Hence, the hellish chorus demanding we do nothing.
Hatched by Dafydd on this day, June 21, 2006, at the time of 3:10 PM
TrackBack URL for this hissing: http://biglizards.net/mt3.36/earendiltrack.cgi/879
The following hissed in response by: Eg
Call my response, 'Hit, Miss and Pass, Who Cares?' We're getting played.
Will Great Leader or Iran like the ending(or beginning) if they absolutely insist on playing this hand?
I somehow doubt it.
The following hissed in response by: cdquarles
It is time to call Kim Jong-Il's 72 off-suit bluff. Go all-in Mr. President! If they launch it on a trajectory that threatens the US, Japan, South Korea or Taiwan, use our BMD to try to shoot the sucker down.
The above hissed in response by: cdquarles at June 21, 2006 5:09 PM
The following hissed in response by: hunter
What are the chances the airborne laser system is more fully developed?
I think the BMD missle system has a lot of challenges. A high altitude lasing system can overcome a lot of thoseproblems, althogh it obviously has its own sets of prblems.
The following hissed in response by: Jim,MtnViewCA,USA
could we shoot and purposely miss? then accidentally hit the launch site?
The following hissed in response by: Bill Faith
Linked from Saber Rattling serves a purpose
The above hissed in response by: Bill Faith at June 22, 2006 2:56 AM
The following hissed in response by: Davod
I believe the USN has has had a recent (2005) successfull trial using its standard missile.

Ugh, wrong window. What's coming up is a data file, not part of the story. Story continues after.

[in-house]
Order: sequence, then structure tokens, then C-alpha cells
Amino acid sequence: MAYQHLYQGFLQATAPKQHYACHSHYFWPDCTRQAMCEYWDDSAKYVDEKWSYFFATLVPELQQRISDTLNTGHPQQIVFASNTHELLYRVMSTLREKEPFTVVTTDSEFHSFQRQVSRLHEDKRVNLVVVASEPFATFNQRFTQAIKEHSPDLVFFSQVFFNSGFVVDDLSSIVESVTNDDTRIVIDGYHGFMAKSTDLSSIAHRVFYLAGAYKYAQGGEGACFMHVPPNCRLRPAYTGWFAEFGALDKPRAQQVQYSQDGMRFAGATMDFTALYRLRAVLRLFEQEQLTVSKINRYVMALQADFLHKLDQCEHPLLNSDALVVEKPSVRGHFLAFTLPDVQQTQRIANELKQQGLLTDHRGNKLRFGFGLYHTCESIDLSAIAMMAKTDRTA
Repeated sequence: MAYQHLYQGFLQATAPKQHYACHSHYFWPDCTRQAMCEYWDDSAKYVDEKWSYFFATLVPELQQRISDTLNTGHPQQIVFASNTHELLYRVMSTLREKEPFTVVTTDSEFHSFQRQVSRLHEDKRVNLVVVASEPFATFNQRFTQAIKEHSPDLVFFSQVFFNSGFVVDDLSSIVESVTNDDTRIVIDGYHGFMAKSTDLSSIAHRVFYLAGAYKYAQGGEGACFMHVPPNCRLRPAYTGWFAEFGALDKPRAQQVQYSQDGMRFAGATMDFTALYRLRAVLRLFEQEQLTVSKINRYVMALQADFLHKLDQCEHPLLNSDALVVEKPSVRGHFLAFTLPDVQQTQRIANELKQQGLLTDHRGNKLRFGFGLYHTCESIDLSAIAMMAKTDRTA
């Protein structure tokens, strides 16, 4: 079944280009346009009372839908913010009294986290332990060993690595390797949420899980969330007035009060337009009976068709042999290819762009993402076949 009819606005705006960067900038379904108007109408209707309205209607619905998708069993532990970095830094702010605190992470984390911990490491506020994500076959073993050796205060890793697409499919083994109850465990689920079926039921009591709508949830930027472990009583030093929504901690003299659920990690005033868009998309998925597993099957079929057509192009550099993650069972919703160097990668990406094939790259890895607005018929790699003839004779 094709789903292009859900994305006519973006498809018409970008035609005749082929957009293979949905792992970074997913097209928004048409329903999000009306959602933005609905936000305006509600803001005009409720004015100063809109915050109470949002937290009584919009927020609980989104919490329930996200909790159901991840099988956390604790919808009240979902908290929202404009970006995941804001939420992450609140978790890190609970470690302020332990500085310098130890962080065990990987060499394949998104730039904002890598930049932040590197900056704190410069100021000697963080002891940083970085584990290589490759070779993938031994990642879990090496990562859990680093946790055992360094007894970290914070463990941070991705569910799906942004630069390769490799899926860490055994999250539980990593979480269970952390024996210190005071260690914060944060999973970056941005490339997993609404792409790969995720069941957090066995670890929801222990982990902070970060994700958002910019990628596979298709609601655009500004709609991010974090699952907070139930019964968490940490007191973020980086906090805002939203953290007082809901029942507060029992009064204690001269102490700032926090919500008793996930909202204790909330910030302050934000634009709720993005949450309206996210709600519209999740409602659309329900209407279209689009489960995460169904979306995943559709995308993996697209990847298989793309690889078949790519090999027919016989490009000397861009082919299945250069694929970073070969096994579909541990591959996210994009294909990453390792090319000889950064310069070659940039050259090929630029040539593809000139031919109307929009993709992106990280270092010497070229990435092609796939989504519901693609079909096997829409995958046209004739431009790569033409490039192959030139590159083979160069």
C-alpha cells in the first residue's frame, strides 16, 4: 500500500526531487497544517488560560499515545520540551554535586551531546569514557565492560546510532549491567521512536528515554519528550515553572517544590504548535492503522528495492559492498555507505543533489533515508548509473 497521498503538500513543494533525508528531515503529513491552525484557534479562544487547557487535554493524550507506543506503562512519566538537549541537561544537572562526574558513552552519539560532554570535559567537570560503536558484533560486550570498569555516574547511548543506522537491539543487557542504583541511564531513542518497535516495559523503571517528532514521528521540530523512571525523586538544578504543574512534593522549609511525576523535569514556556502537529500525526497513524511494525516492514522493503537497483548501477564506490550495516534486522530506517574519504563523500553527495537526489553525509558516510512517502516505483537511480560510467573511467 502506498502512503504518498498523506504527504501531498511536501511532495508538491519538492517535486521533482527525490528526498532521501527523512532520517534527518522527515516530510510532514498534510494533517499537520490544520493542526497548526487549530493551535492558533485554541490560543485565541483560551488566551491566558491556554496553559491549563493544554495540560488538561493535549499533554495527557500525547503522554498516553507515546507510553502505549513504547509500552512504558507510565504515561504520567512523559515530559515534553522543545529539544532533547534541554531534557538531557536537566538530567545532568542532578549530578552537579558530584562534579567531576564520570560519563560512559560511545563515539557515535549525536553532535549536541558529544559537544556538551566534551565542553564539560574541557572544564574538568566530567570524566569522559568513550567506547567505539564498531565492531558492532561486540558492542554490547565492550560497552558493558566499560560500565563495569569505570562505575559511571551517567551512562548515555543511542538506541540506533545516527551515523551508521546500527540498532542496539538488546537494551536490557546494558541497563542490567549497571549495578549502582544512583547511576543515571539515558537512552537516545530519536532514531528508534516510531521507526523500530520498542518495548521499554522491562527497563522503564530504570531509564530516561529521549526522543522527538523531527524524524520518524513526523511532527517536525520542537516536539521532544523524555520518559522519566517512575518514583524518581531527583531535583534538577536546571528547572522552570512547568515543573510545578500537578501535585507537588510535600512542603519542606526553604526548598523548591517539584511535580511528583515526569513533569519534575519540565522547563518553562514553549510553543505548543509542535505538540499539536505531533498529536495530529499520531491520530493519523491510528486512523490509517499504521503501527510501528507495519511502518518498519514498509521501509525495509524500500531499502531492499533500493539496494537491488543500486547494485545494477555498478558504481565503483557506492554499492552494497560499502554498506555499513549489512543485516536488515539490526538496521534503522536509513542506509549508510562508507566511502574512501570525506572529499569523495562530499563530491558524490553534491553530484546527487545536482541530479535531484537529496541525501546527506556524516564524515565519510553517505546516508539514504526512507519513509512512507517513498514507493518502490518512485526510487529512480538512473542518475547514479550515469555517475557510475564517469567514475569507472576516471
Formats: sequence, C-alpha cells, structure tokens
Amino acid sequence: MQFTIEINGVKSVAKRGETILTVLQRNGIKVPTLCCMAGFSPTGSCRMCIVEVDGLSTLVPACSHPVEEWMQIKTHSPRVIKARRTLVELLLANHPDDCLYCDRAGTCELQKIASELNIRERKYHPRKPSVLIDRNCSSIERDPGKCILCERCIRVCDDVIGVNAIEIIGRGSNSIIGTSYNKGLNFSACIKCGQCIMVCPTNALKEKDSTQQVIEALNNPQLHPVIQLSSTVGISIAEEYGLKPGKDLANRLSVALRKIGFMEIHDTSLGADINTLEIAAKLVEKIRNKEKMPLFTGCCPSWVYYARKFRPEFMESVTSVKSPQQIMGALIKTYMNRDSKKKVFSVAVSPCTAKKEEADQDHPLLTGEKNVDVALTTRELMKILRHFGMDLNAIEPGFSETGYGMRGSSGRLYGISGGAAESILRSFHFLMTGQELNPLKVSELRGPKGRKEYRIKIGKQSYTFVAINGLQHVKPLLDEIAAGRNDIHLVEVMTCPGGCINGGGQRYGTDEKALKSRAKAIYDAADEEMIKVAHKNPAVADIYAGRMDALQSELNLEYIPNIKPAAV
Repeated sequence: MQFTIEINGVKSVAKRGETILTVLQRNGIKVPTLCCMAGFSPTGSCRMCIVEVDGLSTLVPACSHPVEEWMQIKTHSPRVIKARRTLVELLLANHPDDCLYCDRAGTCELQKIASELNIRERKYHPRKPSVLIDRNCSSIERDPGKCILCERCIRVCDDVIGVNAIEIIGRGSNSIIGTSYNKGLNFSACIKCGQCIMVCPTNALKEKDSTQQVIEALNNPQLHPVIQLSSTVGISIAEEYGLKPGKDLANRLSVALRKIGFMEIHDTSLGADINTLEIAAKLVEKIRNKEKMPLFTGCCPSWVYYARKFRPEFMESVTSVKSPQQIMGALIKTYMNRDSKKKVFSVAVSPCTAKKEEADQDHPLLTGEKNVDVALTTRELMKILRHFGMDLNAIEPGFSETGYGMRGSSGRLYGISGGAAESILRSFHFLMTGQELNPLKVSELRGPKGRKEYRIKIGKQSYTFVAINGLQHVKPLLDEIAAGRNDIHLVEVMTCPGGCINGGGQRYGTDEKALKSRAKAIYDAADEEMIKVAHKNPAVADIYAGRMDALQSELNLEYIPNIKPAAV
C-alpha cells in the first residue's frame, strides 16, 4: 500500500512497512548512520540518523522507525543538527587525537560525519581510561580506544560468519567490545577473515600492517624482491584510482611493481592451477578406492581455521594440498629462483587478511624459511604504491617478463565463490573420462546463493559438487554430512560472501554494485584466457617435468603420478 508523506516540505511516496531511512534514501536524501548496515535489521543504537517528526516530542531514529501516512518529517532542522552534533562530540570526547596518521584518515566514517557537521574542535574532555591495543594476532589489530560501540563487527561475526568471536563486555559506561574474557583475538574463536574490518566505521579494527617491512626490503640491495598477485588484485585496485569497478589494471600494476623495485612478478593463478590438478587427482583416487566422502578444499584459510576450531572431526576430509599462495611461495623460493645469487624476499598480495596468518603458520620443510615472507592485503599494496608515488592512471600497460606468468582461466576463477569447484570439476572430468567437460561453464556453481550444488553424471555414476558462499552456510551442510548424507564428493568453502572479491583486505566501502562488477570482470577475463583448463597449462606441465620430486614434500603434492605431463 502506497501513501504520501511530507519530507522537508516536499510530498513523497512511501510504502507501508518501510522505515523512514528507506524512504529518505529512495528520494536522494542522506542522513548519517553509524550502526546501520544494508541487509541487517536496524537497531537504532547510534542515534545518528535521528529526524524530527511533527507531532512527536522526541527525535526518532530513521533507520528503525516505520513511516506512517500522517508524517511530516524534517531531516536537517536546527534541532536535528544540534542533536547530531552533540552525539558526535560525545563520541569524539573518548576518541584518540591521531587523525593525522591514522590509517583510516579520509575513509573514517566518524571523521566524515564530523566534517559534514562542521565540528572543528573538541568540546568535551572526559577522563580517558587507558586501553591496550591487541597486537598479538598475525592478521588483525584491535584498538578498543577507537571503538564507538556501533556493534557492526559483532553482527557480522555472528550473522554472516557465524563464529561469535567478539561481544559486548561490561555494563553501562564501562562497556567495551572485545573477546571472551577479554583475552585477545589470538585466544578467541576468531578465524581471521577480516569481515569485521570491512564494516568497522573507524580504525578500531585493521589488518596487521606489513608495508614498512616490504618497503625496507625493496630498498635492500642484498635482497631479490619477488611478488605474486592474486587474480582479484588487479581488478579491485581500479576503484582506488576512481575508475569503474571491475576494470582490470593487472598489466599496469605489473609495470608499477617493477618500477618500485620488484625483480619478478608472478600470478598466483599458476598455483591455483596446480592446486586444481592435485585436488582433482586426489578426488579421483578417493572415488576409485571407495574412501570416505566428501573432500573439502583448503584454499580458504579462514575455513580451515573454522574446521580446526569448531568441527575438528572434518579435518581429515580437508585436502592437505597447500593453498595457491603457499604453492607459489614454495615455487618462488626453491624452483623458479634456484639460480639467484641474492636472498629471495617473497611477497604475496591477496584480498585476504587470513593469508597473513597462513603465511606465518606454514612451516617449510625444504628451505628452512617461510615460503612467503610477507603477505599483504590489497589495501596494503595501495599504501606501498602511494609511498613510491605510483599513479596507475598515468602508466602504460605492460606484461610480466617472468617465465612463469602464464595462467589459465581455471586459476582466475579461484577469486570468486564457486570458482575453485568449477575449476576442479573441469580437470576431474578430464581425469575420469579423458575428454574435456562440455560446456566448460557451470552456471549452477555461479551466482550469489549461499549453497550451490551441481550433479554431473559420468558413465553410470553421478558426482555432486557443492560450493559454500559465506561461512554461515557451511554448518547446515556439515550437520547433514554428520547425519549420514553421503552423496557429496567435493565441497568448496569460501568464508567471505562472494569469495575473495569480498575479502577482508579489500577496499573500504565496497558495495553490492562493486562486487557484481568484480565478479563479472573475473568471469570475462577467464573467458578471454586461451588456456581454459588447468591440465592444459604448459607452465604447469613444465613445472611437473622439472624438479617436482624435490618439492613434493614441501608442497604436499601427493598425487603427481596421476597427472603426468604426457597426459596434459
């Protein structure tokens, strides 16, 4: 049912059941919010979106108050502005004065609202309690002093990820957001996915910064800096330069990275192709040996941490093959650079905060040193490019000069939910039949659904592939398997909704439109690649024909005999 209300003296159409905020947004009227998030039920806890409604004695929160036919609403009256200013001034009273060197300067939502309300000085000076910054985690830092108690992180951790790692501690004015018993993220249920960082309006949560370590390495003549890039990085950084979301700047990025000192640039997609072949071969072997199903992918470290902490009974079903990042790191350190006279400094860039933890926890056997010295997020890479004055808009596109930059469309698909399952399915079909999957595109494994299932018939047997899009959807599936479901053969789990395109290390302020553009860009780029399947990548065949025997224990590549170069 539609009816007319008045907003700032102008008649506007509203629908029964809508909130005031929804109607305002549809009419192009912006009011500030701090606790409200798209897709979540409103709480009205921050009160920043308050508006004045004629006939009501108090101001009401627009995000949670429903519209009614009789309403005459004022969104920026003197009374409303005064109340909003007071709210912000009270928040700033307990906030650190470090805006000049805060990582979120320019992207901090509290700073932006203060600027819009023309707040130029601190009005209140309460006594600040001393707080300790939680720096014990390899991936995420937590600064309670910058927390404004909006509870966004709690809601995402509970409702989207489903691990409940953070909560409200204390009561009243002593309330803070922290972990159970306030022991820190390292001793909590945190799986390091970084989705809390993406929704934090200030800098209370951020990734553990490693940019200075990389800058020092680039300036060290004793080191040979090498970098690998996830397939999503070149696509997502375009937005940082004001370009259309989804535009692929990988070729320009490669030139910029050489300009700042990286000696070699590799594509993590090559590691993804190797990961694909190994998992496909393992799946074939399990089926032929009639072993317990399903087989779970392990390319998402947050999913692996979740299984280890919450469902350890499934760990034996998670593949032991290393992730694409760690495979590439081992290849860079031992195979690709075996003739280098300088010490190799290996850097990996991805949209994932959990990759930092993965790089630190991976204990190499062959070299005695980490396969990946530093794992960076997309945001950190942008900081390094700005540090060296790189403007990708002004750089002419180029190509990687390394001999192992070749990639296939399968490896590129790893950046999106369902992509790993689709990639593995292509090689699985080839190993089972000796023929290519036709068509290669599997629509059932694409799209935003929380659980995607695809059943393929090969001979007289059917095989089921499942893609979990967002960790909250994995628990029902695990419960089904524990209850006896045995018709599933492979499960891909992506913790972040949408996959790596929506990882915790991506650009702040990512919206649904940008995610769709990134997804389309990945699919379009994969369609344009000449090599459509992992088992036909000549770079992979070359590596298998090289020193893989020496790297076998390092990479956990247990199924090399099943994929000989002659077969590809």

The following hissed in response by: drdoct
What the Democrats and Norks know is that we're the United States and we always have something new up our sleeve. I think we're working digilently on a missle defense system that will not only work, but will work better than anyone else could ever imagine. Dont forget that we're the ones that built the SR-71 a few decades before anyone could imagine a plane that flew that high and fast. We also imagined and built not one but at least two kinds stealth aircraft. Who knows what is out there getting tested at groom lake, but I'm betting on our imagination and know how. As everyone else has said... The missle tests have been just using one kill vehicle, but I would imagine that we have the ability to fire at least 4 and probably more like 10 or so at one time. I just wonder if Bush has the balls do even attempt it or if Condi will deliver the care package to Mr. Ill like we appear to be doing with the Iranians.